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Life Makeover for the Year 2009

Week 10 – Curb Job Fear: Take control of your work life

March 9, 2009
Greetings!
Thanks very much for all the great charity suggestions that were sent in last week. Since we received so many options (with duplicates), we’ve decided to put them into a database format to be easily edited and managed. We’ll offer you a link in next week’s newsletter to this important, new section of our website!


Mark your calendars! During next month’s telegathering (3/30), we’ll be joined by Gregg Braden to talk about his new book, “Fractal Time.” It’s a fascinating look at the completion of the Mayan calendar in December of 2012 and the science behind what it might mean for the world. Click on the book title to see a YouTube video preview. Have a great week!

Love,

Cheryl

p.s. – Need a little Divine Direction? Use the “Touch of Grace” button on our homepage here.

cherylrichardson.com


Topic of the Week

 

Curb Job Fear

“The person who gets the farthest is generally the one who is willing to do and dare.
The sure-thing boat never gets far from shore.”
–Dale Carnegie

Last week I had two coaching conversations – one with a person who had been laid off from her job, and another with a gentleman who was concerned that it might happen to him. During our discussions, both people expressed concerns about relying on someone else for work. And, they each had a hidden desire to try working for themselves. So, I shared a newsletter I wrote a couple of years ago that included steps on how to do just that.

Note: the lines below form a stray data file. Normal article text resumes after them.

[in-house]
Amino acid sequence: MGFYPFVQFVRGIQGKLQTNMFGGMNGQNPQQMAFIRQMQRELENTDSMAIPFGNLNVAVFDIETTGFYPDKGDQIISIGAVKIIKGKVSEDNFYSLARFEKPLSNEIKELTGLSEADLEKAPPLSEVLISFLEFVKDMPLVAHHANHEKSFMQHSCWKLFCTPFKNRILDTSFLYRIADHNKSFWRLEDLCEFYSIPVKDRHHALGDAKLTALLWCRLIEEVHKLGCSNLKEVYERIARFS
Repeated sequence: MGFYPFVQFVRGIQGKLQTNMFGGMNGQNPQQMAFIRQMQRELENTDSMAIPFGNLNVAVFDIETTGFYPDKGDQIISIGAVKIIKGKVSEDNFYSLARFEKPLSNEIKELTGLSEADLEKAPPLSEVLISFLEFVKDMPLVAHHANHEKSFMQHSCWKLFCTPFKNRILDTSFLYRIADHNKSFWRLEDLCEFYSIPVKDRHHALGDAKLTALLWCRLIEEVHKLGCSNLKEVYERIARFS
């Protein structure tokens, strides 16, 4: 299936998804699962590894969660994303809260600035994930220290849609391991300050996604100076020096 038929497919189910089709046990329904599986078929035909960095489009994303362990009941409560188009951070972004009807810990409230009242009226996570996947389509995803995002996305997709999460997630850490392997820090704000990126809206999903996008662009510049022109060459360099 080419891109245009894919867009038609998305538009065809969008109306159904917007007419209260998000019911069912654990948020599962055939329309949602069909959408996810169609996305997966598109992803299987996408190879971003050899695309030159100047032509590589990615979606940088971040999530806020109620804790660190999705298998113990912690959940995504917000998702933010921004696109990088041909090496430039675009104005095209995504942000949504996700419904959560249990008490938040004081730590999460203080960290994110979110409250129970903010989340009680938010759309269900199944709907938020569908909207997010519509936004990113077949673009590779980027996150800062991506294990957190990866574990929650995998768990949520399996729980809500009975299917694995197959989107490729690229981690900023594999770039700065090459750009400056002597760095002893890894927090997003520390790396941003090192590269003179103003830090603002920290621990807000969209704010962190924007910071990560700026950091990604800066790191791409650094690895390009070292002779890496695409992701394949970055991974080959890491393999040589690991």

Given the job climate at the present time, I thought this idea (and these resources), might be a useful reminder for you, too. After all, when we work for ourselves there are several benefits – the freedom that comes from setting our own hours, the ability to work according to our own natural rhythms, the opportunity to schedule our personal needs around our work lives, and the chance to express our unique, creative talents. Yes, there’s hard work and a learning curve, but there’s also the satisfaction of knowing that every single hour invested directly benefits us and the people we care about.

With advances in technology, the opportunity to become self employed is becoming more of a reality than a dream. Some people set up their own websites to sell products (just look at the success of eBay), others use “freelance” type websites to advertise their skills to people who are in need of their services, and more and more people are taking the sub contractor route – working for more than one organization as a contract consultant, sharing specific talents that a variety of companies can use. These skills include things like: computer programming expertise, writing and/or editing services, research assistance, ,designing and/or maintaining websites, or the upkeep of social networking sites like Facebook or MySpace.

If you’d like to consider self-employment, I encourage you to consider a few key steps: